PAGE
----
CMOs in the US will spend over $122 billion on investments in marketing technology (martech) and services by 2022 from $90 billion today. Between CMO and CIOs — who should run marketing technology budgets?
Forrester analysts Shar VanBoskirk and Drew Green — with Keith Johnston, Sharyn Leaver, Olivia Morley, and Rachel Birrell – have analysed the trends in marketing technology and have revealed the need for the growth in marketing technology spending.
They said the growth of marketing technology spend will outpace that of technology services as marketers emphasize building customer experiences, automating more processes, investing in innovation, and supporting more forms of mobile engagement.
Spend on advertising, operations, and strategy service is nearly 2.5x that on marketing automation, advertising technology, and database and analytics technologies. The 9.6 percent CAGR for marketing technology will surpass 3.3 percent CAGR for marketing services and narrow the gap between these investments by 2022.
The $15 billion marketing automation market – enterprise marketing suites, campaign management, account-based marketing, and marketing resource management platforms, among others — will reach $26 billion by 2022 achieving 9.3 percent CAGR over the next five years.
Customer experience dominates budgets. For example, United Concordia Dental will spend $45 million over three years to new database management systems to improve customer billing and scheduling processes. IT services firm Dimension Data will spend incremental budget on technology instead of media.
AI in marketing technologies will enhance personalization, account selection, ad buys, and even content creation, at the expense of advertising and strategy services.
For instance, lingerie brand Cosabella improved its return on ad spend by 336 percent when it dumped its media agency for Albert Technologies’ AI engine.
Most CMOs select the best technology companies to power their brand experiences. Cisco Systems’ martech stack includes 39 separate applications from 39 vendors, including Adobe, Oracle, and Salesforce.
42 percent of US marketers implemented content marketing tools in 2017, compared with 25 percent in 2016. Unilever saved $10 million in content curation costs when it bought content management platform Percolate.
Advertisers are curbing media exposures in the name of quality over quantity. The quantity of impressions available for sale continues to rise. Last year, Facebook launched its Canvas and collections ad units aimed at retailers.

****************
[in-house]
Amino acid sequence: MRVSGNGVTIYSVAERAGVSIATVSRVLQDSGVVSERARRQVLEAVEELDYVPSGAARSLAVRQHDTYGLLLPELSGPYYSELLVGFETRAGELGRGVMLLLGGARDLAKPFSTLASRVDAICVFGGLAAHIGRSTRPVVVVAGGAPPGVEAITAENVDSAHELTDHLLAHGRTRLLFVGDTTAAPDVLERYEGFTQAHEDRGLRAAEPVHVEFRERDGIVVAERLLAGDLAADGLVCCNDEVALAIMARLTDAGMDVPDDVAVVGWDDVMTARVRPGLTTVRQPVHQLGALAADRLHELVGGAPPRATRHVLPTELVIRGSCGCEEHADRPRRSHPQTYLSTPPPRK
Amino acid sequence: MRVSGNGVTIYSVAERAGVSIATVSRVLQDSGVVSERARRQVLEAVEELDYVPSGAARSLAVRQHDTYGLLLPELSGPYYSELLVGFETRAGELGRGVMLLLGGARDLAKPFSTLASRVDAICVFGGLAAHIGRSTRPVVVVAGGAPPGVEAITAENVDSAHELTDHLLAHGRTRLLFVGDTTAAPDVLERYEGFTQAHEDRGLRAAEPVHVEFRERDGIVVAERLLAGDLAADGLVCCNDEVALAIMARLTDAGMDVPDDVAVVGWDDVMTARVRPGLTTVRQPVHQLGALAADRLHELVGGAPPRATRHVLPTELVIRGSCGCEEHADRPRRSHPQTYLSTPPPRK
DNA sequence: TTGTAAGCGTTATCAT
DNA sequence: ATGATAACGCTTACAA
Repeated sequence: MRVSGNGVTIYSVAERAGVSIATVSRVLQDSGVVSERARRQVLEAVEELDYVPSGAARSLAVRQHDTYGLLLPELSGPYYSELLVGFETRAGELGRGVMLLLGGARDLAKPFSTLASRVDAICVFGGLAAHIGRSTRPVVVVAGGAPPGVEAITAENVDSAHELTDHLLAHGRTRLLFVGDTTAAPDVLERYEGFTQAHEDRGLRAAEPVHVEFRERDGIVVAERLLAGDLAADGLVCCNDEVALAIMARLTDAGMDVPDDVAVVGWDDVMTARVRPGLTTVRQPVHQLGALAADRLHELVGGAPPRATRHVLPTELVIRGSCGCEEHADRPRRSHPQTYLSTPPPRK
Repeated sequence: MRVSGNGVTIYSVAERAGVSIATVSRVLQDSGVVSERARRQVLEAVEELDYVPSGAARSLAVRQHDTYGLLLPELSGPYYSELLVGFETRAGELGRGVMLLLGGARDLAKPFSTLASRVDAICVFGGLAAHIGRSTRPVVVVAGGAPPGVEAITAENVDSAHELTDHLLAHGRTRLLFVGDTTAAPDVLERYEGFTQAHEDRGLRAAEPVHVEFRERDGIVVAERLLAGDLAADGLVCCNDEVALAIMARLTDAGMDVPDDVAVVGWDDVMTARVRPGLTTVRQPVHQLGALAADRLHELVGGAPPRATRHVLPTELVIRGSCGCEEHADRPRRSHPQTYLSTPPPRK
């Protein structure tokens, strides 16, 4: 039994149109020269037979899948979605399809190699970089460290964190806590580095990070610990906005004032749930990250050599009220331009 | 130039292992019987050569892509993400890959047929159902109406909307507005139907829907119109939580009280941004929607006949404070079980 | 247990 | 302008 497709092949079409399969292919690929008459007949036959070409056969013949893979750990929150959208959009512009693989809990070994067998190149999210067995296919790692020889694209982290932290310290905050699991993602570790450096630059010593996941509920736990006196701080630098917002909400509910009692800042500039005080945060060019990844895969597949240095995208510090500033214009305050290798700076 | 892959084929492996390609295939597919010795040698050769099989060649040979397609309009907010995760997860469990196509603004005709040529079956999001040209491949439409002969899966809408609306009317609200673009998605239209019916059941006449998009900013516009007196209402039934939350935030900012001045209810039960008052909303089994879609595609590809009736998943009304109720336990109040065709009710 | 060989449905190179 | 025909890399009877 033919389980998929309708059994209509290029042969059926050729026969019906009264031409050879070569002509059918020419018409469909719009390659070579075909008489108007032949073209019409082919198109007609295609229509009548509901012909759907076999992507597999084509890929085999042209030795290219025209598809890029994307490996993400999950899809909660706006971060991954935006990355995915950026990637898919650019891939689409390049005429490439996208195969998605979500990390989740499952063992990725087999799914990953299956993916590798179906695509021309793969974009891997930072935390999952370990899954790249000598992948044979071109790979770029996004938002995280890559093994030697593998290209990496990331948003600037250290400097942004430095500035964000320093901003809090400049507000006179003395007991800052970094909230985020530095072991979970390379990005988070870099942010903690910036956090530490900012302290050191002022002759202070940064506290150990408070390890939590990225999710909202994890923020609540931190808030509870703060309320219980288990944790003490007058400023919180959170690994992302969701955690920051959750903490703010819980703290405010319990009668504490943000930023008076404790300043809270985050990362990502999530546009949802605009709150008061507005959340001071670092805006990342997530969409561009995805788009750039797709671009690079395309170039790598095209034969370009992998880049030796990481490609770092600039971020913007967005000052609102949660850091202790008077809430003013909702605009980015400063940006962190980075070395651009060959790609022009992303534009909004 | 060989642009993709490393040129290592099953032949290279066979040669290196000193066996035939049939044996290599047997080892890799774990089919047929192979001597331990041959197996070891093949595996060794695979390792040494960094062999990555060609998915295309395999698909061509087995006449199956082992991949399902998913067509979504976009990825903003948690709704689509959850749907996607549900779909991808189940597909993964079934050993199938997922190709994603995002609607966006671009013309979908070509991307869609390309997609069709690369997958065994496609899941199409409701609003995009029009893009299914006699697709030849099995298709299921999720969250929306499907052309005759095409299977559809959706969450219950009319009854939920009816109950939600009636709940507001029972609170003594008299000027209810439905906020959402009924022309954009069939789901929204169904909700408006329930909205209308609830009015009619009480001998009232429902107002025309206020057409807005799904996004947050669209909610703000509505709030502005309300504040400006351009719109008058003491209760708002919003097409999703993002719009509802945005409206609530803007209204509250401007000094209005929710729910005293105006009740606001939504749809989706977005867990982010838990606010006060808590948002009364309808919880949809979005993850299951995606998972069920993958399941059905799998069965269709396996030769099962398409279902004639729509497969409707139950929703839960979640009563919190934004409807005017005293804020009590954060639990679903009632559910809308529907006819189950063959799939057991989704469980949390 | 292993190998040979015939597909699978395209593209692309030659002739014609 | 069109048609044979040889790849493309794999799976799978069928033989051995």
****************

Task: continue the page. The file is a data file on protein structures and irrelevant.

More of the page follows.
Google’s paid clicks rose 46 percent from 2016 to 2017 due to its new mobile and shopping ad formats.
Amazon will introduce more search, video, and new TV and mobile ads in 2018. Ad giant Omnicom, Publicis, and WPP will collectively spend more than $800 million on Amazon over the next few years.
CMOs will need technologies to manage third-party data and analyze how marketing performance ties to business goals. The San Francisco Chronicle increased page views by 44.5 percent by basing email content on browsing behaviour.
Agencies like BBDO Worldwide, Grey Group, Ogilvy & Mather, and TBWA cut staff to compensate for account loses and tighter margins. Lowes and Papa John’s eschew television to spend on digital experiences.
Unilever’s announcement that it will reduce ad spend also cut its agency roster in half and sent agency WPP’s stock price tumbling.
Traditional agency models are changing. Businesses are looking for new and viable agency substitutes in the form of automation, contractors, consulting firms, and inhouse teams. Pepsi and Chobani supplement their agency material work with material developed on creative network Tongal.
Accenture Interactive became the agency of record at Maserati without a competitive agency review by leveraging its broader relationship with Fiat Chrysler Automobiles.
CMOs won’t be able to fund the spectrum of business technologies that their companies must orchestrate. CIO will support CMO leadership here: 62 percent of survey respondents whose firms have a digital transformation led by the CMO indicates their firm is experiencing double-digit growth, compared with 50 percent of respondents whose firm’s digital transformation is run by the CIO.